Barring a brief return to Delhi, our final stop in India would be the small city of Rishikesh. It was only a half-hour tuk-tuk drive from our previous stop, Haridwar, and it's said that if you visit one you may as well visit the other. Plus, we'd met some fellow travellers who'd recommended Rishikesh to us for its relaxing, zen atmosphere, as a place to escape from the craziness of so many other Indian cities. Known as the yoga capital of the world, the Beatles famously stayed at an ashram there before returning to the UK to record the White Album.
We stayed for a couple of days, and it became one of our favourite places in India. It felt more like a small town than a city, its two sides connected by various pedestrian bridges that spanned some breathtaking sections of the Ganges River. Our biggest regret is that we didn't allow ourselves enough time to stay at one of the ashrams here, where we could have detoxed, meditated and lived like Hindu babas for a few weeks. Oh well, that leaves us a good reason to return. In the meantime, we simply explored and enjoyed the breezy air of this rather Nepal-like place.
|Leaving Haridwar, we passed the giant Shiva statue that guards the city.|
|An almost-vanished river near Rishikesh.|
|Arriving in the city.|
|We were pretty hungry, so our first mission was finding some food. We settled for these vegeburgers. Rishikesh is a strictly vegetarian city, and not a single restaurant serves meat.|
|Our hotel was located in a beautiful valley.|
|Walking down towards the river, we passed an ashram where visitors were painting murals and statues.|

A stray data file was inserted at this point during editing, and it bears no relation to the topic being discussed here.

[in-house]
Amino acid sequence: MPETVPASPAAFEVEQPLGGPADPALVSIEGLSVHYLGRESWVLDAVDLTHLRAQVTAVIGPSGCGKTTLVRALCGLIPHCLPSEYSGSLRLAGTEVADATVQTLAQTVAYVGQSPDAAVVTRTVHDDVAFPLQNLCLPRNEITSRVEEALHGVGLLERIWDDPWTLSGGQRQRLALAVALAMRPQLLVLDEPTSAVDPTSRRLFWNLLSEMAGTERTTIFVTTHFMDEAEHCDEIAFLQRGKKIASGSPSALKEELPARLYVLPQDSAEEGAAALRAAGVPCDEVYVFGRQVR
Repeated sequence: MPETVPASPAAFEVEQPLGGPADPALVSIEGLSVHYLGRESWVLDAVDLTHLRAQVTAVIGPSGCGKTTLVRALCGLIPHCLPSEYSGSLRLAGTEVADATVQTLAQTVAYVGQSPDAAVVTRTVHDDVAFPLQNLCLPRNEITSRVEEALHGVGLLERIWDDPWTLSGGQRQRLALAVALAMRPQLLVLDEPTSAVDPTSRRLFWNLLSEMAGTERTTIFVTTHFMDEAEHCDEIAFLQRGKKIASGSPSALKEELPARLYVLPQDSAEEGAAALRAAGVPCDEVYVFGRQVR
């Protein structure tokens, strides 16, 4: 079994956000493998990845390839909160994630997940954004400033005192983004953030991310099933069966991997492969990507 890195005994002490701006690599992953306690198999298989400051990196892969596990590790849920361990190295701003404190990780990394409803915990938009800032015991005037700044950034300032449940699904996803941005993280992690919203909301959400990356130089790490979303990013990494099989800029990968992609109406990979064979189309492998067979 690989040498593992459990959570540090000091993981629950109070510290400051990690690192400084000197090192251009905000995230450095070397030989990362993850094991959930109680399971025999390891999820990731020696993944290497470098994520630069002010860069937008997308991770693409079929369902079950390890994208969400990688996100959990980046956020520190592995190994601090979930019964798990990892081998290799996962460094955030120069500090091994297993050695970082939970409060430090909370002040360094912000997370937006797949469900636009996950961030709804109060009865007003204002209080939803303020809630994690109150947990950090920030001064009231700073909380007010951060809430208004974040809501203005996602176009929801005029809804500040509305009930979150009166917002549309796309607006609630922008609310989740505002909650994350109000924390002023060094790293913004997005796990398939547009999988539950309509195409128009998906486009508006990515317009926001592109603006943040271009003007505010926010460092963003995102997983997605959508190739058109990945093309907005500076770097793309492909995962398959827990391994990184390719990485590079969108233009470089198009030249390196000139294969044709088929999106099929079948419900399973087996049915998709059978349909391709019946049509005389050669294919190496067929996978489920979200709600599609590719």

|Lakshman Jhula Bridge is an iron suspension bridge spanning the river Ganges.|
|On either side of the bridge there are lots of ashrams and yoga studios offering spiritual experiences.|
|Crossing the bridge with a throng of people.|
|There were also plenty of monkeys, cows and motorbikes on the bridge.|
|On the other side, this street vendor sold us some bindi powder, which we tried on.|
|Showing off our bindis.|
|The main street was filled with souvenir shops, and since we were nearing the end of our trip, we used the opportunity to buy gifts for our friends and family.|
|Heading west along the river, we caught some splendid views across the valley.|
|On the grounds of a large ashram.|
|Soon we reached Ram Jhula, another bridge connecting two halves of the city.|
|Once on the other side, we began the long walk back to our starting point.|
|That evening, we ate at a Beatles-themed restaurant.|
|Kashmiri Dum Aloo: cottage cheese-stuffed potato simmered in rich tomato sauce.|
|The restaurant provided a beautiful sunset view over the river.|
|The city falls asleep.|
Soon enough we were catching a plane to Stockholm, and saying goodbye to India. It's difficult to sum up a country like this one. I'd always dreamed of visiting India, and in some respects it totally lived up to my very high expectations, assaulting us with its colours and smells and spiritual powers in a way that never stopped being exciting. On the other hand, I'm not sure I can see myself, in the future, looking back with a nostalgic Ah! India! the same way I do with places like China or France. That's not such a bad thing though. We both had an amazing time there, and despite all the scams and the filth and the exhausting conditions, we still want to go back, particularly to see the south. I can see the route forming already: Mumbai - Goa - Hampi - Kerala - maybe Sri Lanka. But that's for another time.
As much as we loved India, it honestly felt much sadder that we were saying goodbye to Asia as a whole. We spent most of the last two years there, and though it's an extremely vast and varied continent, with many distinct, unrelated cultures, there's also a certain quality that ties them all together. Even developed countries like Korea and Japan have it. Maybe it's the hustle and bustle; we were traveling through some of the most highly populated countries of the world, after all. Maybe it's the temples, or that exotic mysteriousness that underlies the religions and cultures in this part of the world. Or maybe it's just that wholesome abundance of delicious food! Either way, Asia has a certain something that other continents don't, and it's what keeps me coming back to explore more of its diverse and exciting countries.